Germany: Steady as she goes
Once again, the German economy posted a positive growth figure in the third quarter. The increase has been entirely domestic-driven. We expect domestic demand to remain strong given the solid labour market and the positive investment outlook.
Growth entirely domestic driven
In the third quarter, the German economy grew by 0.3% q-o-q. This was lower than the 0.7% growth figure posted in Q2; though this was partly due to the catch-up effect following the unseasonably cold Winter in Q1. The breakdown indicates that the Q3 GDP increase has been exclusively driven by domestic demand as net exports contributed negatively (figure 1).
Domestically, private consumption growth disappointed after rising by just 0.1% q-o-q. Government consumption increased with 0.5%. The continuation of growth in construction investment (2.4%) and business investment (0.5%) was in line with expectations. Also inventory building contributed positively to GDP (0.2%-points). Export growth stagnated (0.1%), while import growth increased mildly (0.8%).
Investment outlook is positive…
Soft indicators like the PMI and IFO index point towards a continuation of economic growth going forward (figure 2). For both indicators, the average of October and November was higher than the average for Q3. In November, the IFO index (109.3), PMI manufacturing (52.5) and PMI services (54.5) were all above their neutral levels (i.e. pointing to economic expansion). The combination of positive business sentiment, the capacity utilization rate (82.3) being close to its long-term average (82.8) and the increase in manufacturing orders (1.6% 3m/3m in September) bodes well for business investment in the coming quarters.
Also the outlook for the construction sector is positive. House prices in Germany are still on the rise (in October, prices of newly built apartments rose by 7% y-o-y nationwide). Note that property prices in the big cities are rising more quickly than the national average. Given the loose financial and credit conditions and high confidence about the economic situation in general, a further rise in house prices is expected. Together with the high and still rising value of issued building permits (figure 3), a further increase in construction investment is expected.
…and the same holds for private consumption
Although unemployment rose in both September (24,000) and October (2,000), the labour market is still robust. As figure 4 shows, employment continues to grow steadily. What’s more, employment is primarily growing in jobs subject to social security contributions (which are the regular, full-time jobs). At the same time, atypical employment, which consists of part-time jobs with 20 or less hours per week; minor employment; fixed-term employment; and temporary employment, decreased. This indicates that the structure of the labour market is improving. Rising unemployment together with an increase in employment can be explained by the increase in the labour force. This is due to both a pick-up of female labour participation rate and immigration, especially from Southern Europe. Against this backdrop, the labour market remains tight. Based on the recent ECB survey on small and medium enterprises (SMEs), the main problem for German SMEs is finding skilled staff and not finding customers or gaining access to external funding.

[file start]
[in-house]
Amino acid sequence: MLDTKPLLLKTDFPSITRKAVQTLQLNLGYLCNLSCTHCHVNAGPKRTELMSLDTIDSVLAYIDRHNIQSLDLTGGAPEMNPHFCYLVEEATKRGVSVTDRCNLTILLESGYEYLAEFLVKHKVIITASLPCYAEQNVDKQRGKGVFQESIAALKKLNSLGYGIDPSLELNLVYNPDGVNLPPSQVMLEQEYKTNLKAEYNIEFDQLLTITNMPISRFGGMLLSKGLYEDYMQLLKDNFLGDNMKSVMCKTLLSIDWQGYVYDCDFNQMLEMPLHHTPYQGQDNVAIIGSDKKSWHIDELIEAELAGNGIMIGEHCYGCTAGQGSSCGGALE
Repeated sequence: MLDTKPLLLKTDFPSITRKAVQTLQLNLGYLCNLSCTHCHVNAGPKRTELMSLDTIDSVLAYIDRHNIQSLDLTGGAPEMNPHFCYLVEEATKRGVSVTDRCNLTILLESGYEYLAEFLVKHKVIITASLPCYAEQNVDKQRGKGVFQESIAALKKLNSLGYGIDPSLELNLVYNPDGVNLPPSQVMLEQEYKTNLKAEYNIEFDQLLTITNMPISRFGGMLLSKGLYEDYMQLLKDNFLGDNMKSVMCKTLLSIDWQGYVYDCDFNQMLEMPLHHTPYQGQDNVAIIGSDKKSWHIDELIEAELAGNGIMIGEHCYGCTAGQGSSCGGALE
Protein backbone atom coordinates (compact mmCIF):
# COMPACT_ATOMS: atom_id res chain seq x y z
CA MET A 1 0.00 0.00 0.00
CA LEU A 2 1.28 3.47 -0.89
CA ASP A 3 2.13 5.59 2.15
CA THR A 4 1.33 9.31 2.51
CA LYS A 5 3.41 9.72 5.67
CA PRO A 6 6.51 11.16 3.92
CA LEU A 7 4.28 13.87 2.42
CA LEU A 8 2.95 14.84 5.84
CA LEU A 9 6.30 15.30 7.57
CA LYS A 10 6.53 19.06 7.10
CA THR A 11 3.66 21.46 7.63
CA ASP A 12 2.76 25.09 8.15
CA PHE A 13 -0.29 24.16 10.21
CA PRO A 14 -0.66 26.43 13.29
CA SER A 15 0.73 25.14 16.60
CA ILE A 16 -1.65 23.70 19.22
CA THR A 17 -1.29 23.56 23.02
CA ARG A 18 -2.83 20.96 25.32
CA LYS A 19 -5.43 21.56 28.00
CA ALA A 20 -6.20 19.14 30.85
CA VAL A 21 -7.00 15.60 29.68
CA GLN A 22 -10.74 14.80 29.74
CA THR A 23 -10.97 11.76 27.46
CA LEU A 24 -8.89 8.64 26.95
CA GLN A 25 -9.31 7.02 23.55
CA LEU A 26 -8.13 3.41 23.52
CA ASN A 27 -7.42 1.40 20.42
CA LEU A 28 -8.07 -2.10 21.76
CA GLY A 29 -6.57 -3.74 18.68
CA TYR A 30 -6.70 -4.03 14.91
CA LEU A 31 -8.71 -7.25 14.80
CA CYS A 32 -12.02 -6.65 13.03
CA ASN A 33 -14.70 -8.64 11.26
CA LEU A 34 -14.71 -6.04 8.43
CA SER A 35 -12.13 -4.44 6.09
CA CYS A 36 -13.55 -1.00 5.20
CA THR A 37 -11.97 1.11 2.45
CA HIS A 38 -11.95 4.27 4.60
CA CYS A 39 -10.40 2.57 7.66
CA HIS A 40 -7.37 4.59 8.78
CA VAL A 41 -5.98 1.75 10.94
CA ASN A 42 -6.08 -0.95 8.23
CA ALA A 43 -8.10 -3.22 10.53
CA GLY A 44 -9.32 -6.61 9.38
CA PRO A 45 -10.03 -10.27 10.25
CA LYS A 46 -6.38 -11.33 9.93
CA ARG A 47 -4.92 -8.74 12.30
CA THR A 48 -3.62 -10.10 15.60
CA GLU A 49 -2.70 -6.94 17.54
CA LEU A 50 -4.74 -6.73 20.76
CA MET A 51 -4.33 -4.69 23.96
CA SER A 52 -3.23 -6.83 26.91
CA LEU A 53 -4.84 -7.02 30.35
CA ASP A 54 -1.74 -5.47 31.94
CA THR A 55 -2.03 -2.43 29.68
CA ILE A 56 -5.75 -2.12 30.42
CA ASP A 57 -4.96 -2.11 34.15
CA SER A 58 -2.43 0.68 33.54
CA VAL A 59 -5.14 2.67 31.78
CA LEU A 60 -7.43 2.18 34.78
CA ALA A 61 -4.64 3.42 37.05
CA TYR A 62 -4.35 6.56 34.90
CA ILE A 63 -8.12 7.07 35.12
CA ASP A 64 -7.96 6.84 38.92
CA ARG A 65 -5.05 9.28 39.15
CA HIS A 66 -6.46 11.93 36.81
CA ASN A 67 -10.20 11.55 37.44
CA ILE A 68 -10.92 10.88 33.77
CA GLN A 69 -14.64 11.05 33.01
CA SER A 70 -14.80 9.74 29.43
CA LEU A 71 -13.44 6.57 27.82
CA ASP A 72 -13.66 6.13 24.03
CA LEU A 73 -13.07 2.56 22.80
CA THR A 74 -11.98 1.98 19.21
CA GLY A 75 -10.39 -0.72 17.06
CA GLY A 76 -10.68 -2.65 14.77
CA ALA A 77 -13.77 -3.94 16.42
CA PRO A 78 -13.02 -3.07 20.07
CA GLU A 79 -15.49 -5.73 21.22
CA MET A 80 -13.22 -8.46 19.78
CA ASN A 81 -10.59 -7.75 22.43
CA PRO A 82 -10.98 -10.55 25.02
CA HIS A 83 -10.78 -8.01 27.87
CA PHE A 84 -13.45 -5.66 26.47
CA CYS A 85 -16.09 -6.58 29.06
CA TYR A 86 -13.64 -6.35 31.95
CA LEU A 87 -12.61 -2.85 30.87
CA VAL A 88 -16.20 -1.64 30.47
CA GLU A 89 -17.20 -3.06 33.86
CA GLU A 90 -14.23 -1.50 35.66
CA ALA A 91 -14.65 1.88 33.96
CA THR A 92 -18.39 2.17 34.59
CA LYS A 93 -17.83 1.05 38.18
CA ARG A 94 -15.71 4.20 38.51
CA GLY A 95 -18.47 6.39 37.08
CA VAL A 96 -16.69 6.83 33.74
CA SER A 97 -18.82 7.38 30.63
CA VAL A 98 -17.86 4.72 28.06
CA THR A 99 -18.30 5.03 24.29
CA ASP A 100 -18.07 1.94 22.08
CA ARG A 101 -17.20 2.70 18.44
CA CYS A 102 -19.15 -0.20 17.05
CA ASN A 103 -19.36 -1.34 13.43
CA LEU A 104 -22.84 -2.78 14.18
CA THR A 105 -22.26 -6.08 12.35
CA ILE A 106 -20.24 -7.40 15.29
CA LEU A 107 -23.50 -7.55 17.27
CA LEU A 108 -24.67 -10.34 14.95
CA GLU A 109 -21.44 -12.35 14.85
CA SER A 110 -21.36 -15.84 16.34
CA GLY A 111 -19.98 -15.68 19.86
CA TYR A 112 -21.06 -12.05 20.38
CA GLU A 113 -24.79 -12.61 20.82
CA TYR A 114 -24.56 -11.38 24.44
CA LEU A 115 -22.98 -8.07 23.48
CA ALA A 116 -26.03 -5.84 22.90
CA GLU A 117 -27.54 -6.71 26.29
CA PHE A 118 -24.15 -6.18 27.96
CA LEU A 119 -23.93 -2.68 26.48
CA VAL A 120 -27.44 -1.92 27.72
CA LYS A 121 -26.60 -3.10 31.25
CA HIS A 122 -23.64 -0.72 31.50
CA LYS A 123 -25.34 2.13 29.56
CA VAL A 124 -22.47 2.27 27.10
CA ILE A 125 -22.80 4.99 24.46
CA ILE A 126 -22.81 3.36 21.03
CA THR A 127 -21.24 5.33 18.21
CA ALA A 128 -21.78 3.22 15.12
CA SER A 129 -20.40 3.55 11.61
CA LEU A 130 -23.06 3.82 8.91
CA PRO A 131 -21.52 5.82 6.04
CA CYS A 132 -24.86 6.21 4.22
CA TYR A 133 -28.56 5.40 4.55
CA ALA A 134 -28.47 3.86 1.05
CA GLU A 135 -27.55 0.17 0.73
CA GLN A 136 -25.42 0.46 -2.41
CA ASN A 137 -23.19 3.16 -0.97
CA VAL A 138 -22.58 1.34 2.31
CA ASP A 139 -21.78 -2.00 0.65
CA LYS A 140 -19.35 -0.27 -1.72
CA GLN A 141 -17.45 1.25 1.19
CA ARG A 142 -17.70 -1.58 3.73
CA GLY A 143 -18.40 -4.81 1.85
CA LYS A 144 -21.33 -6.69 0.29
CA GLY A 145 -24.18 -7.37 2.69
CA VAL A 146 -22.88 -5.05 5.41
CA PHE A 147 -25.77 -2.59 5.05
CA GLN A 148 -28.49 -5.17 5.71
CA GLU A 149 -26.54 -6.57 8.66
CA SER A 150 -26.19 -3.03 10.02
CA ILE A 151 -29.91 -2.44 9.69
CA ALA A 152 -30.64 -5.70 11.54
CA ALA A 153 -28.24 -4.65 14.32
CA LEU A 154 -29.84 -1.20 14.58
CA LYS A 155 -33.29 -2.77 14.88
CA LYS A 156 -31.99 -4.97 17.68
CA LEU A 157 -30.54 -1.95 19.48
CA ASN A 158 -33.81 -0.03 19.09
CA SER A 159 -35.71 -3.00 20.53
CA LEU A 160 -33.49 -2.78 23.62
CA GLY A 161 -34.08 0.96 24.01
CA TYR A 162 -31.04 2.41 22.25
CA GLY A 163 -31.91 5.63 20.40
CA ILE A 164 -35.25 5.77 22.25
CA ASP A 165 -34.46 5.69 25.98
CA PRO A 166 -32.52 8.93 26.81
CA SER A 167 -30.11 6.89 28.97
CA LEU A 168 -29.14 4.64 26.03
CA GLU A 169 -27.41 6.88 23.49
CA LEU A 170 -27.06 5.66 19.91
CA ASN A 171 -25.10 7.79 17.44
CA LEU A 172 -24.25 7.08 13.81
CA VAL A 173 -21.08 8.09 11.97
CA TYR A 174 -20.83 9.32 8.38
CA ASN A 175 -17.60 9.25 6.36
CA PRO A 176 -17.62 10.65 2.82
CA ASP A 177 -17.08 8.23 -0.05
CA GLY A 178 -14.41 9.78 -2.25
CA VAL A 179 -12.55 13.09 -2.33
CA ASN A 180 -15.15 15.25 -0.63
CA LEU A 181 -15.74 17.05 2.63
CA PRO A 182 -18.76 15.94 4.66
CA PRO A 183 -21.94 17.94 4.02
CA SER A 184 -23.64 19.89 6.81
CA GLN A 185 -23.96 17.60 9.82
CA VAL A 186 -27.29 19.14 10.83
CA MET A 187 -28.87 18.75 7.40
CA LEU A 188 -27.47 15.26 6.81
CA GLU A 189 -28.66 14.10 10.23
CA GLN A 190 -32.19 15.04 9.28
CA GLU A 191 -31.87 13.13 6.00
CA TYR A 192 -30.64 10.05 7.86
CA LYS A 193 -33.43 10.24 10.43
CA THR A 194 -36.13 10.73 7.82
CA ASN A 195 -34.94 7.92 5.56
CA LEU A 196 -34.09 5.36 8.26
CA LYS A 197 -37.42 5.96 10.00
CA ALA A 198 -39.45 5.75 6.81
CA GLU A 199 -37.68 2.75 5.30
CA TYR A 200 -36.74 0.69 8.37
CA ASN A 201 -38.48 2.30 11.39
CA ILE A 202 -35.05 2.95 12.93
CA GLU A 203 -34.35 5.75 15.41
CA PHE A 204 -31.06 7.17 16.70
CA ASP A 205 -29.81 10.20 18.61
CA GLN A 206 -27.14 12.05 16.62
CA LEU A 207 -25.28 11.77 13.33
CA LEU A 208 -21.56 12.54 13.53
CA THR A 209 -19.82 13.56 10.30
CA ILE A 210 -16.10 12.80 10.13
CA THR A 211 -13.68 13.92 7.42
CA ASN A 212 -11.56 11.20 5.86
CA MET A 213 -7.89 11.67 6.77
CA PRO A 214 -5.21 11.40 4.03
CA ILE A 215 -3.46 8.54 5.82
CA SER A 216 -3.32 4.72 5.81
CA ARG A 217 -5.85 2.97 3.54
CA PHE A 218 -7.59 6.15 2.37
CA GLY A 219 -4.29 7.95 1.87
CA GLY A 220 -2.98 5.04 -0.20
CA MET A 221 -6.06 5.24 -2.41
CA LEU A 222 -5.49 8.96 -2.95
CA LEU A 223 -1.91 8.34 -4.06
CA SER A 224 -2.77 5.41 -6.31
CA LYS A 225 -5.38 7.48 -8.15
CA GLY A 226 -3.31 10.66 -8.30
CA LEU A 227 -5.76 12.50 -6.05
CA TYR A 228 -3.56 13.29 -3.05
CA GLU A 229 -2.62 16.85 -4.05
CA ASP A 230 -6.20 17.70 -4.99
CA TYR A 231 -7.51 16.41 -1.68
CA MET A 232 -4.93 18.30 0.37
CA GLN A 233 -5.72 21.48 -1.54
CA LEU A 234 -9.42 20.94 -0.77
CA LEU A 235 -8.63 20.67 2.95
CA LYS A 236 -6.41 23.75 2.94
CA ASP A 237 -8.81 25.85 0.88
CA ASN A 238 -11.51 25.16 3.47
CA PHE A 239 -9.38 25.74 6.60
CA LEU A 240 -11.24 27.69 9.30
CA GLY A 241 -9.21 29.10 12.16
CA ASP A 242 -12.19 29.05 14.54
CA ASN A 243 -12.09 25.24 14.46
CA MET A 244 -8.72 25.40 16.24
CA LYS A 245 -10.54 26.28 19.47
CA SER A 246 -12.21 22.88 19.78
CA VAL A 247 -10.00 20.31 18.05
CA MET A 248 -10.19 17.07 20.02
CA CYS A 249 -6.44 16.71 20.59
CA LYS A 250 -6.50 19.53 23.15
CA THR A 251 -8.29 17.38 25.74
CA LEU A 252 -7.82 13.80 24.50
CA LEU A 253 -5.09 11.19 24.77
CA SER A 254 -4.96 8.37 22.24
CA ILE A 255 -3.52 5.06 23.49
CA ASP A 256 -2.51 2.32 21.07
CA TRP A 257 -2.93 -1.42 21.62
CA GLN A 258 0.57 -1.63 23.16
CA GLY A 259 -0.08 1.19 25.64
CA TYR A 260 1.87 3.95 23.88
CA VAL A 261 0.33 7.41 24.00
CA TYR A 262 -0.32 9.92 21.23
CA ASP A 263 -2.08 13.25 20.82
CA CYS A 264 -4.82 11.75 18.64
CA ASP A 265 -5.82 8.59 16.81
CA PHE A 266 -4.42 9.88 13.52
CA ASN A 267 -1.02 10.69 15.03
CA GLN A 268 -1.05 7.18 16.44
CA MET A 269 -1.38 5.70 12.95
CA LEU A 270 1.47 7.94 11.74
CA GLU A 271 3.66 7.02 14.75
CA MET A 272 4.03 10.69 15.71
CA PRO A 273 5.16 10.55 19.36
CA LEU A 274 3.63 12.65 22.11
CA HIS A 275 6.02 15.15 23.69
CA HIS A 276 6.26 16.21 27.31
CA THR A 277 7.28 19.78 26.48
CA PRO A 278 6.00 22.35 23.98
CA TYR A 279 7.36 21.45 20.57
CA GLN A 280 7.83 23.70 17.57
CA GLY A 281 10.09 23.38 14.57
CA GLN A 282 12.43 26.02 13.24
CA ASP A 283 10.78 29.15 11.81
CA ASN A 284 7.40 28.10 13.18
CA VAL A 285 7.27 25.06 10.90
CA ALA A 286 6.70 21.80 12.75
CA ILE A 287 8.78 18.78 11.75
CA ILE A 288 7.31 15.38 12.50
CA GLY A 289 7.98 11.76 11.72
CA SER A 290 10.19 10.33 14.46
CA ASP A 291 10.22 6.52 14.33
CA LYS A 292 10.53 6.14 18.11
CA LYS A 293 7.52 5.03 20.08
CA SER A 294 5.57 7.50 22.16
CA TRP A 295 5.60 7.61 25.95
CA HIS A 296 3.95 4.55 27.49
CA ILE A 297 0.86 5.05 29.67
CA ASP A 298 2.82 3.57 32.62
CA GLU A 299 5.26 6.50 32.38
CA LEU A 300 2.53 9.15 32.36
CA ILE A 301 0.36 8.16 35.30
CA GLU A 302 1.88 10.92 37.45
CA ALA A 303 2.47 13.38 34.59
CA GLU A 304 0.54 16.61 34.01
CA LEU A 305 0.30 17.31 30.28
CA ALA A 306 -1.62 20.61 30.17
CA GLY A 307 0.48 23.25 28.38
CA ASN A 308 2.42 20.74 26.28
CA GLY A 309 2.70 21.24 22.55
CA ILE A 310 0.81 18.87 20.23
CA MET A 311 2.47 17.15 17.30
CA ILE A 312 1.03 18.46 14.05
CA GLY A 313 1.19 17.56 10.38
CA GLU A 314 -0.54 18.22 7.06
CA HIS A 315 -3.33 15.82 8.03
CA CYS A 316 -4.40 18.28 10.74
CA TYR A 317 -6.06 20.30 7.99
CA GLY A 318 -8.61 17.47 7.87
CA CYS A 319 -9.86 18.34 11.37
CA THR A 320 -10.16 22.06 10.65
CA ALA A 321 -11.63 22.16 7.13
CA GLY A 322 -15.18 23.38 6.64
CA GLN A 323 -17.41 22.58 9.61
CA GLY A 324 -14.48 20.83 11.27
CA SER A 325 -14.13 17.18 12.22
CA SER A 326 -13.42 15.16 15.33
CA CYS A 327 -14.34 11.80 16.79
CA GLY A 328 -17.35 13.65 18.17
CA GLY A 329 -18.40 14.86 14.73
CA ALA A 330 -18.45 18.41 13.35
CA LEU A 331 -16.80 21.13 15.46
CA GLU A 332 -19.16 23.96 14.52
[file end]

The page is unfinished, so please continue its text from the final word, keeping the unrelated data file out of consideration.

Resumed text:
As a result of these labour market conditions, nominal wages are increasing faster than inflation (figure 5). This results in an increase in the purchasing power of German consumers, which together with the high consumer confidence (the GfK consumer climate indicator was at 7.0 in October, still close to its highest level seen in 6 years’ time) indicate that private consumption will grow next year. Also, the widely-expected introduction of a minimum wage of EUR 8.50 per hour might help boost consumption going forward. Especially in the domestically oriented services sector, many employees (e.g. hair dressers and waiters) work at wages under this level. Of course, this may result in problems for some businesses, and therefore lead to a loss of employment.